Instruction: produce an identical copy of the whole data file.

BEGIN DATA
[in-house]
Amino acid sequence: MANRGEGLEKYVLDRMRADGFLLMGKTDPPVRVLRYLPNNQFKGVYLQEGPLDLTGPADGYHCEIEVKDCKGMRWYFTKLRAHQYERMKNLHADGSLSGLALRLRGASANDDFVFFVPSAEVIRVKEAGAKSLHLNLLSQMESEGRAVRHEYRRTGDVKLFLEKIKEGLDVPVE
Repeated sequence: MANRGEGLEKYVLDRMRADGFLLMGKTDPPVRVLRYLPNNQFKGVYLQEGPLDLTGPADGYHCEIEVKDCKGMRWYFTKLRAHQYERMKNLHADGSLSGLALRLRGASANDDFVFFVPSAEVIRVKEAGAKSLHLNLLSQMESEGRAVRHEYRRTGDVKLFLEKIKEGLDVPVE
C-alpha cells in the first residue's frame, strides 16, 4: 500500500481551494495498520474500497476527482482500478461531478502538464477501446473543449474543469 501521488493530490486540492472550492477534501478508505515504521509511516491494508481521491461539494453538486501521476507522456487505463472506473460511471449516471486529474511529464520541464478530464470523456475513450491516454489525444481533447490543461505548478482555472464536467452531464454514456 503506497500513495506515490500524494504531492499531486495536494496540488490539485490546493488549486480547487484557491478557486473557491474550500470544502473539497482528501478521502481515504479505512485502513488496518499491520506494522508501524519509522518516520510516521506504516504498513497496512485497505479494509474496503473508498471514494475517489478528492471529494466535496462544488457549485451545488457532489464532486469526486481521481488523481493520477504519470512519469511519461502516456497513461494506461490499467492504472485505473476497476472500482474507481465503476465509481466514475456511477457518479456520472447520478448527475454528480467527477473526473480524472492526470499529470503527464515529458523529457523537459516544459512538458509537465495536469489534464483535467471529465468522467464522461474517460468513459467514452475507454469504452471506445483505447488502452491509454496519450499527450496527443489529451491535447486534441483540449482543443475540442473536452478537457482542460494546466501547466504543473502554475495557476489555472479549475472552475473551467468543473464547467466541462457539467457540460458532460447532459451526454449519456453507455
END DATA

[in-house]
Amino acid sequence: MANRGEGLEKYVLDRMRADGFLLMGKTDPPVRVLRYLPNNQFKGVYLQEGPLDLTGPADGYHCEIEVKDCKGMRWYFTKLRAHQYERMKNLHADGSLSGLALRLRGASANDDFVFFVPSAEVIRVKEAGAKSLHLNLLSQMESEGRAVRHEYRRTGDVKLFLEKIKEGLDVPVE
Repeated sequence: MANRGEGLEKYVLDRMRADGFLLMGKTDPPVRVLRYLPNNQFKGVYLQEGPLDLTGPADGYHCEIEVKDCKGMRWYFTKLRAHQYERMKNLHADGSLSGLALRLRGASANDDFVFFVPSAEVIRVKEAGAKSLHLNLLSQMESEGRAVRHEYRRTGDVKLFLEKIKEGLDVPVE
C-alpha cells in the first residue's frame, strides 16, 4: 500500500481551494495498520474500497476527482482500478461531478502538464477501446473543449474543469 501521488493530490486540492472550492477534501478508505515504521509511516491494508481521491461539494453538486501521476507522456487505463472506473460511471449516471486529474511529464520541464478530464470523456475513450491516454489525444481533447490543461505548478482555472464536467452531464454514456 503506497500513495506515490500524494504531492499531486495536494496540488490539485490546493488549486480547487484557491478557486473557491474550500470544502473539497482528501478521502481515504479505512485502513488496518499491520506494522508501524519509522518516520510516521506504516504498513497496512485497505479494509474496503473508498471514494475517489478528492471529494466535496462544488457549485451545488457532489464532486469526486481521481488523481493520477504519470512519469511519461502516456497513461494506461490499467492504472485505473476497476472500482474507481465503476465509481466514475456511477457518479456520472447520478448527475454528480467527477473526473480524472492526470499529470503527464515529458523529457523537459516544459512538458509537465495536469489534464483535467471529465468522467464522461474517460468513459467514452475507454469504452471506445483505447488502452491509454496519450499527450496527443489529451491535447486534441483540449482543443475540442473536452478537457482542460494546466501547466504543473502554475495557476489555472479549475472552475473551467468543473464547467466541462457539467457540460458532460447532459451526454449519456453507455